I compared changes in ambient air quality (PM2.5), smoking rates, and economic growth (GDP) in 3 coal-dependent states (KY, OH, WV) with those in three states not dependent on coal (MA, MD, VT). I used life expectancy at birth as the outcome measure since it accounts for differences in age distributions. In 2020, the “coal states” had half as much smoking, 28% less air pollution, 26% more economic growth, and two years longer life expectancy relative to 1999. [2] The strongest relationship with change in life expectancy was change in GDP, with a near-perfect correlation. Change in smoking was positively correlated with changes in PM2.5, but a statistical relationships between life expectancy and smoking or PM2.5 were not significant. Adverse effects of smoking are well established, as are benefits of economic well-being; long-term mortality benefits of reduced ambient PM2.5 remain to be confirmed.   


Air pollution health effects depend on exposure patterns and duration and are classified as acute (over 1-7 days) or chronic (accumulated over decades).  These two modes' relevant mechanisms, pollutants, and susceptible subjects differ substantially. Short-term (daily) deaths are limited to the frail elderly and have been associated with peak concentrations of various pollutants, including particulate matter and ozone, with a relative excess mortality risk of about 6%. Since they tend to operate smoothly over time, power plant emissions are not likely to be associated with peak mortality events like heat waves or stagnation episodes.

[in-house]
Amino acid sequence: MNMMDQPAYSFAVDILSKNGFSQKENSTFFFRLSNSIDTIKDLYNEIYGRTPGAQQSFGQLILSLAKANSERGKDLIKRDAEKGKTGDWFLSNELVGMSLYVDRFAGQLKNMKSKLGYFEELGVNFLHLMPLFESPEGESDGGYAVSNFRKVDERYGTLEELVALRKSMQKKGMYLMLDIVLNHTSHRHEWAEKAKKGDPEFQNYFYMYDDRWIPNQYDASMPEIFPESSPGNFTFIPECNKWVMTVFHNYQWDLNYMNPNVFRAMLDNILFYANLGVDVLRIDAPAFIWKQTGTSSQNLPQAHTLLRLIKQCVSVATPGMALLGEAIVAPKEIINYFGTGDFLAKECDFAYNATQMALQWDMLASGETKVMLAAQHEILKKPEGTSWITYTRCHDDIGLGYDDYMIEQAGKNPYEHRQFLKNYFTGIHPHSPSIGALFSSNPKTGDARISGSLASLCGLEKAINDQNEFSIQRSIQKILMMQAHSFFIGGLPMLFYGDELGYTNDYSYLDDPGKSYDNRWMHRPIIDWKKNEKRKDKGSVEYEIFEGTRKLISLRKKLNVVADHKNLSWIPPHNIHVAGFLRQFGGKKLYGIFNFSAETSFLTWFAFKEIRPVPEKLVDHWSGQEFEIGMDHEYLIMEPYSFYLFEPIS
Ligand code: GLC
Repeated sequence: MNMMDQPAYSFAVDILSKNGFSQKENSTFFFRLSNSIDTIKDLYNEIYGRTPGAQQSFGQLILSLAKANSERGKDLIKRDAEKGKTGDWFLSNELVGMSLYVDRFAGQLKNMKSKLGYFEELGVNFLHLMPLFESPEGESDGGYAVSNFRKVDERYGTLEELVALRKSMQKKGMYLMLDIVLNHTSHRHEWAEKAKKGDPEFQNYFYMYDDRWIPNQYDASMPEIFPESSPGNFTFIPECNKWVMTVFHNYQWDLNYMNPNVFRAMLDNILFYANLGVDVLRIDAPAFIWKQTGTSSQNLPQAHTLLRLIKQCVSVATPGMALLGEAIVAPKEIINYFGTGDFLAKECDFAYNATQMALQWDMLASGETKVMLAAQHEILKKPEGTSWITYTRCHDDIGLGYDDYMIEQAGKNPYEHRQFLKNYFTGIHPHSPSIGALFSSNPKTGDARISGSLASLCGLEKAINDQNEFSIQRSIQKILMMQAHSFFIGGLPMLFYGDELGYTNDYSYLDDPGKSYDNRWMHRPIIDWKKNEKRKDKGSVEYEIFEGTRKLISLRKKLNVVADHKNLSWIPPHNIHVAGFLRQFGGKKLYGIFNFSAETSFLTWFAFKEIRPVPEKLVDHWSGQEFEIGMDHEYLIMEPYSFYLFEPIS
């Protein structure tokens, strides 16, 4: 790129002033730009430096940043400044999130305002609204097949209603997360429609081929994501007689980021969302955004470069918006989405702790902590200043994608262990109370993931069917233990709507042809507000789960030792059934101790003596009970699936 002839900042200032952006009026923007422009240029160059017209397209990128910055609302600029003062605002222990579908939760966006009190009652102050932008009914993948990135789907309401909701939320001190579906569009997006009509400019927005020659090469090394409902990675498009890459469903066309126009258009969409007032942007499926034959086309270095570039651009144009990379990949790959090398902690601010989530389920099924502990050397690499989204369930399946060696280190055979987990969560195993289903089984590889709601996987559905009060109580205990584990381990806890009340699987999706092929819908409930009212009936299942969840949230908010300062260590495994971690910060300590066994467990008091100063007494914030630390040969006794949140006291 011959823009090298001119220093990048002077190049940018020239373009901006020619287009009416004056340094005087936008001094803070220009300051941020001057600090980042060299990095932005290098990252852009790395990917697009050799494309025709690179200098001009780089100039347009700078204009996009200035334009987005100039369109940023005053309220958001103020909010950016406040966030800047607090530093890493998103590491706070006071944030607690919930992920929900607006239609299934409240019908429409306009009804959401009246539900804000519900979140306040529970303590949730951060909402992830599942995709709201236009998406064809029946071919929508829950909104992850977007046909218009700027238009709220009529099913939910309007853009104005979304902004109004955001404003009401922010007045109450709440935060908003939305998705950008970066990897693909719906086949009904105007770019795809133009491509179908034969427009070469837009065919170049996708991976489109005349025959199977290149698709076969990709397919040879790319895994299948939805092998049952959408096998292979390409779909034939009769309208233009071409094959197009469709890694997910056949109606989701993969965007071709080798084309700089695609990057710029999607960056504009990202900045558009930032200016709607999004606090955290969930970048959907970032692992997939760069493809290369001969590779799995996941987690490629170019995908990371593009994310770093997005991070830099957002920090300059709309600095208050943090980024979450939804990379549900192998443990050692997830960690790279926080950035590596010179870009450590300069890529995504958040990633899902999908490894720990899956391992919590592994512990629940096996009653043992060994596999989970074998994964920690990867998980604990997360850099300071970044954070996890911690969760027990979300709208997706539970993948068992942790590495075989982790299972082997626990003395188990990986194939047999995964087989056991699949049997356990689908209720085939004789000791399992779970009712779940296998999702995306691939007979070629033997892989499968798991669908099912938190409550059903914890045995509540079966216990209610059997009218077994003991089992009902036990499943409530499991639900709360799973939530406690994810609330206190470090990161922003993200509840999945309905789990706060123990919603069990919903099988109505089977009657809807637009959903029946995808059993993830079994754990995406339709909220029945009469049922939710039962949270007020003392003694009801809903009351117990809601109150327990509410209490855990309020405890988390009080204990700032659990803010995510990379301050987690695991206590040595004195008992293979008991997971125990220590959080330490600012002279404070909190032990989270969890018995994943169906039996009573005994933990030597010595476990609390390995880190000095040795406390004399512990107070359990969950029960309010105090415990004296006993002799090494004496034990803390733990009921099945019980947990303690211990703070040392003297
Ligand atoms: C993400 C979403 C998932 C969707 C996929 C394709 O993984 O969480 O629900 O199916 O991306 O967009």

Long-term mortality relationships can be problematic. For example, accumulation over decades is required for smoking effects on mortality to be manifested with total exposures expressed cigarette pack-years. Based upon the accumulations over the study interval 1999 to 2020, 50 μg/m3-years, and the dramatic reduction, about 2.0 μg/m3-years, if coal-PM2.5 were a hazard during previous decades, those risks are long gone.

What Does It All Mean?

The study, taken at face value, demonstrates that coal-fired power plants would have contributed to pollution-related excess mortality in the past but not in the future. The New York Times statement that “coal is more harmful to human health” should have read “… was more harmful…”.

Moreover, since more important concurrent trends like smoking cessation or economics were not considered, those findings are meaningless. My simple example of a straightforward difference-in-difference analysis attributes the 1999-2020 mortality benefit to economics rather than air quality.


On a personal note, after studying this issue for ~50 years, I am dismayed that two of the nation’s premier publications have lent their names to such shoddy research.


[1] The sulfate portion of PM2.5, ostensibly water-soluble ammonium sulfate, has never been considered toxic. A current measure of sulfate was 3.4 micrograms per cubic meter.